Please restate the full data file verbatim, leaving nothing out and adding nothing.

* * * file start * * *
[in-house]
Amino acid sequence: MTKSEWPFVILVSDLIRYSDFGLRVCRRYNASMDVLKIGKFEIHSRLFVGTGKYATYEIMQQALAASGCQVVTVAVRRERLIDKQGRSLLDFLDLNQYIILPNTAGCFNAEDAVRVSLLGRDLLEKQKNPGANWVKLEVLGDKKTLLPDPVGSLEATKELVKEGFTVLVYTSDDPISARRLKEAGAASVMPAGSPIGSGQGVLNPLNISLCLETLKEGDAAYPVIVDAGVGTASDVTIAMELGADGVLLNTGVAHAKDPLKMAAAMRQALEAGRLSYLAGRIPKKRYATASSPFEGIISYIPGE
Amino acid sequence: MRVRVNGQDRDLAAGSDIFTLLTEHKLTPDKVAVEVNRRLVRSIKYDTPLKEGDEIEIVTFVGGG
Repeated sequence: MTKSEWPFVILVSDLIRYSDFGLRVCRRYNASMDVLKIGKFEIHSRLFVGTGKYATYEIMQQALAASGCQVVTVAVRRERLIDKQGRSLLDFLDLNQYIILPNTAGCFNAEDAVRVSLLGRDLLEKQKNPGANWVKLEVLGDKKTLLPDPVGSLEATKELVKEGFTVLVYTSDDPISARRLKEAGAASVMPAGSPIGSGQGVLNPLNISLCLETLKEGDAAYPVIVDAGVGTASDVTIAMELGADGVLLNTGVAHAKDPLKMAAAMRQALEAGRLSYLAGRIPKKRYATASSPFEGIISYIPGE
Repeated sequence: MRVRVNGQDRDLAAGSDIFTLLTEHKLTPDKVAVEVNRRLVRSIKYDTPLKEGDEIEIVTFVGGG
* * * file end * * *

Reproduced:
[in-house]
Amino acid sequence: MTKSEWPFVILVSDLIRYSDFGLRVCRRYNASMDVLKIGKFEIHSRLFVGTGKYATYEIMQQALAASGCQVVTVAVRRERLIDKQGRSLLDFLDLNQYIILPNTAGCFNAEDAVRVSLLGRDLLEKQKNPGANWVKLEVLGDKKTLLPDPVGSLEATKELVKEGFTVLVYTSDDPISARRLKEAGAASVMPAGSPIGSGQGVLNPLNISLCLETLKEGDAAYPVIVDAGVGTASDVTIAMELGADGVLLNTGVAHAKDPLKMAAAMRQALEAGRLSYLAGRIPKKRYATASSPFEGIISYIPGE
Amino acid sequence: MRVRVNGQDRDLAAGSDIFTLLTEHKLTPDKVAVEVNRRLVRSIKYDTPLKEGDEIEIVTFVGGG
Repeated sequence: MTKSEWPFVILVSDLIRYSDFGLRVCRRYNASMDVLKIGKFEIHSRLFVGTGKYATYEIMQQALAASGCQVVTVAVRRERLIDKQGRSLLDFLDLNQYIILPNTAGCFNAEDAVRVSLLGRDLLEKQKNPGANWVKLEVLGDKKTLLPDPVGSLEATKELVKEGFTVLVYTSDDPISARRLKEAGAASVMPAGSPIGSGQGVLNPLNISLCLETLKEGDAAYPVIVDAGVGTASDVTIAMELGADGVLLNTGVAHAKDPLKMAAAMRQALEAGRLSYLAGRIPKKRYATASSPFEGIISYIPGE
Repeated sequence: MRVRVNGQDRDLAAGSDIFTLLTEHKLTPDKVAVEVNRRLVRSIKYDTPLKEGDEIEIVTFVGGG